conquest, end in nothing more than it possesses now, or even in something
less; the mere supposition of such a result can only be met with an
instinctive rejection. Of the modes of this progression, indeed, none can
prophesy, save, indeed, as they do so suggestively from the analogies of the
past, and the guidance of that great aim and ideal which lies in the very
fact of the immortal putting on immortality
The break up of old ideas is never an agreeable process, and nowhere has the
work of the pioneer been so hard, so ungrateful, so liable to
misapprehension and misjudgment as in the field of sacred criticism. The
mistakes of the critics have been innumerable, but it is by the mistakes of
the discoverer that the truth is ultimately served.
There is no process that has so little that is reasonable and conclusive
in it as the process that would discredit exploration by magnifying the
discordances of the explorers. Were this method had recourse to in other
things, as it has been pursued by many of the more officious apologists for
traditional beliefs, we should never have had satisfactory results in any
single science, abstract or concrete, natural or historical, or in any
single line of investigation, whether geographical or antiquarian. . . . . .
. . . . .
It is necessary therefore, that the earthly vessel which holds the
heavenly treasure should be adapted to the treasure it holds, rather than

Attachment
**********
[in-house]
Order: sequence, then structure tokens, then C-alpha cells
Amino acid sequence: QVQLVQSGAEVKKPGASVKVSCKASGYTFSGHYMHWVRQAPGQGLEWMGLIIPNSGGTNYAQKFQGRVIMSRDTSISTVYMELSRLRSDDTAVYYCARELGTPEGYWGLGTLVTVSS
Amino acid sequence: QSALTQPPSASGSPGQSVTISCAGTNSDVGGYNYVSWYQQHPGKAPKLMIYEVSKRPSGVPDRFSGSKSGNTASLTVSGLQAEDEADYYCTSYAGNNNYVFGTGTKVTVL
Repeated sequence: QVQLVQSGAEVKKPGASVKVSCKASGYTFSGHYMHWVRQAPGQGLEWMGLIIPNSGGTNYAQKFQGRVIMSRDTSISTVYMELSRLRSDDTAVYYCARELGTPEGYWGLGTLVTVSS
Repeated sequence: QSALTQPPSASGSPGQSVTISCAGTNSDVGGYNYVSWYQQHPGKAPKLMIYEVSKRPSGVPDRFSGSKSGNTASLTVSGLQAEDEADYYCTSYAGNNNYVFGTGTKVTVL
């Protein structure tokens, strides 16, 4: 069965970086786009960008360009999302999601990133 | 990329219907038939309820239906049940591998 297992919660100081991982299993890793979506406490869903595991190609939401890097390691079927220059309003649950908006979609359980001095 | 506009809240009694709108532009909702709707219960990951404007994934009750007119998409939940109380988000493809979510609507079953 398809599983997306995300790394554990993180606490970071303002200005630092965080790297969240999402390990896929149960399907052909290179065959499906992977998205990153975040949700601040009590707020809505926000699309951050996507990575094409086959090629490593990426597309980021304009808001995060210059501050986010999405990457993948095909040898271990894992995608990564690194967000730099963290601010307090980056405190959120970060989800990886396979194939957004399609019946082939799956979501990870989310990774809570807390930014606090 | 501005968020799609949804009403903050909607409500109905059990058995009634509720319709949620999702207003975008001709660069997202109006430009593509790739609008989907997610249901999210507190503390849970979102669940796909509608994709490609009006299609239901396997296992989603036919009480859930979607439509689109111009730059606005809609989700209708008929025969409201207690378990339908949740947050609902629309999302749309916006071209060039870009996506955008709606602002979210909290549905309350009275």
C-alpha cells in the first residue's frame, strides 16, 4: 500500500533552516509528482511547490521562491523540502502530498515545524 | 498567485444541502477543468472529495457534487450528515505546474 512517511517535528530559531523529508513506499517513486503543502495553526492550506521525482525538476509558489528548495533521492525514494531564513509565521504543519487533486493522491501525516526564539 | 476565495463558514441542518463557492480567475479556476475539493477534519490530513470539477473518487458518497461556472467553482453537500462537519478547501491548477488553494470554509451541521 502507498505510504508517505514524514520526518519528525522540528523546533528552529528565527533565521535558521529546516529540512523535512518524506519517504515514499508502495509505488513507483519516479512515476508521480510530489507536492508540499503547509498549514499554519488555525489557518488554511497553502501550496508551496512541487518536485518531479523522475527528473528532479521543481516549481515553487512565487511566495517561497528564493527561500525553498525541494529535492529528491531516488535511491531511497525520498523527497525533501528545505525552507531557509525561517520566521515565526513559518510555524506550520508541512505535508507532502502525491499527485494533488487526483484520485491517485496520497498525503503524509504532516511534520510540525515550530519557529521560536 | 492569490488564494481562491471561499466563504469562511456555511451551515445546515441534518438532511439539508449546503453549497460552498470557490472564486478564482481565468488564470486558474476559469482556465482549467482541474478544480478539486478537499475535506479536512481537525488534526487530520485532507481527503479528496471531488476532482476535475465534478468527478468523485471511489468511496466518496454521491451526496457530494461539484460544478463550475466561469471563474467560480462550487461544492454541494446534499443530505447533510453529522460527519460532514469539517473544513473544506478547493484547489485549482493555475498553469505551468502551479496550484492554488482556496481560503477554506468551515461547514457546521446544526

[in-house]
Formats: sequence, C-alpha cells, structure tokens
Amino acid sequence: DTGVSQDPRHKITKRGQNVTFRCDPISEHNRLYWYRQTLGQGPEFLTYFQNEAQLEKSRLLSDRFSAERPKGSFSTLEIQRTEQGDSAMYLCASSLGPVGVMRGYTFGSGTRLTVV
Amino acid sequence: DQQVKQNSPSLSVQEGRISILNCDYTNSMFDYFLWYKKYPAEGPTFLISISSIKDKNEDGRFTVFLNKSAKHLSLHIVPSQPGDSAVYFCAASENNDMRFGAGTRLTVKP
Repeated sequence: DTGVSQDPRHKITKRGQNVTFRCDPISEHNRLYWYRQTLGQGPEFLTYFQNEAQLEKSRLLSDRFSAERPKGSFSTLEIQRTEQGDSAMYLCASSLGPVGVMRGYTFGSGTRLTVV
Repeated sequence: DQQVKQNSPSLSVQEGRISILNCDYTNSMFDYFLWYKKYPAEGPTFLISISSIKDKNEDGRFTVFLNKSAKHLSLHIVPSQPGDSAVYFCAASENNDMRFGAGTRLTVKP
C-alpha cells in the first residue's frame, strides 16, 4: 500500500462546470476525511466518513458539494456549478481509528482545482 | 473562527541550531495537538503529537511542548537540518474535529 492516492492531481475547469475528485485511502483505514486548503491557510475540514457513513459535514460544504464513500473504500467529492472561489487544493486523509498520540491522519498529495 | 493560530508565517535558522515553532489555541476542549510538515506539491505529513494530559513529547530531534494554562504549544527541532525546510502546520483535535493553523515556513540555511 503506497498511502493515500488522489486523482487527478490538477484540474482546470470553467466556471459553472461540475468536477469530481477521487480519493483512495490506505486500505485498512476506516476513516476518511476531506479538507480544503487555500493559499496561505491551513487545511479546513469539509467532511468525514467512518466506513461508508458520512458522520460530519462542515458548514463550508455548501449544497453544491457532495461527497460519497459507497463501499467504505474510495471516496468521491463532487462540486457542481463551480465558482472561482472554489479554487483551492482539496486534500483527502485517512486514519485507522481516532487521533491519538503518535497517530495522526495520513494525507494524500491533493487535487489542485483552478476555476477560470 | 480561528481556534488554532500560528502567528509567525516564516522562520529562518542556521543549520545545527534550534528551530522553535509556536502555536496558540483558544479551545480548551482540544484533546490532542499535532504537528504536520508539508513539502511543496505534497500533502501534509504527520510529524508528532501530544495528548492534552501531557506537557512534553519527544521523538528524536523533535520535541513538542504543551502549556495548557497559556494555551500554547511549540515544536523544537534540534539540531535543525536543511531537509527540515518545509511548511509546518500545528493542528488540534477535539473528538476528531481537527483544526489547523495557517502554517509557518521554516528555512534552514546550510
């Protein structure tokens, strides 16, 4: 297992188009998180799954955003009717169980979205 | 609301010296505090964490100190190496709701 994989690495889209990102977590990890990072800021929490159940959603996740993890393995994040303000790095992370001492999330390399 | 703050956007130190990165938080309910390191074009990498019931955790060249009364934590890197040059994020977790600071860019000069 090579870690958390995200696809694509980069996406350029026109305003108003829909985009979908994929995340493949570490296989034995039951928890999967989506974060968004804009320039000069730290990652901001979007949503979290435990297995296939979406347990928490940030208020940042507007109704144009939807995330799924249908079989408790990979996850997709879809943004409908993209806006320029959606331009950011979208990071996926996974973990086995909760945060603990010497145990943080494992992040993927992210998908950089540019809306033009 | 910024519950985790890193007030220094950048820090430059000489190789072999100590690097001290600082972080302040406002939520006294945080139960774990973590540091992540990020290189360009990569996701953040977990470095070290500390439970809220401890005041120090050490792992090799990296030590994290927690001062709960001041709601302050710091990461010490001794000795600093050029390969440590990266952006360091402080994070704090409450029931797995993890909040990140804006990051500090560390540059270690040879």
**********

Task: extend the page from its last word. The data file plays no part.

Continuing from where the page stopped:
the treasure to the vessel. In other words, it will not do for the teacher
in the school or the church to proceed on assumptions which have ceased to
be granted, to follow methods that are no longer recognised, and to maintain
positions that have, in provinces of thought other than religious, been
discredited or abandoned. The new teacher must speak to the new mind in the
terms it has come to understand, and in the methods it has learned to
We are on an ocean where the waves cross and recross, and shift and change
with every changing gale. In fair weather we look down deep into the
glorious blue, and dream of hiding-places of beauty and repose, and palace
caves of eternal joy and calm.
But we are built to cross the ocean. If the wind lulls and goes to
sleep, and we are rocked by the smooth billows without making any way, we
grow impatient with our craft, and fill her with engines, and boilers and
furnaces, and force her through storm and calm to the haven where we would
There are no rules - no rules - only endless difficulties, endless energy to
meet them, and God within all.
When we have got our newest theories to work, it will be still the same -
difficulty, bewilderment, courage, peace; and nothing ever for long,
because we cannot choose but grow. My perplexity is the perplexity of the
world itself. I am bewildered by the vastness of the life, the energy, that
have to be unified in God. When I try to express it, people say I am vague.
The world is not ready yet. It still craves the old limitations, the old
concentrations, that it may go more comfortably, more comfortably on its
But it may not be. Life is infinitely more complex to-day than in the
days of Jesus and Paul. Every day it grows more complex. Every hour some
new fact crops up, for which the old religion can find no place. Man's
religion must grow or go. There is no other way. And it cannot go. . .
. . . . .
God will not let us stop growing however we may struggle and squirm.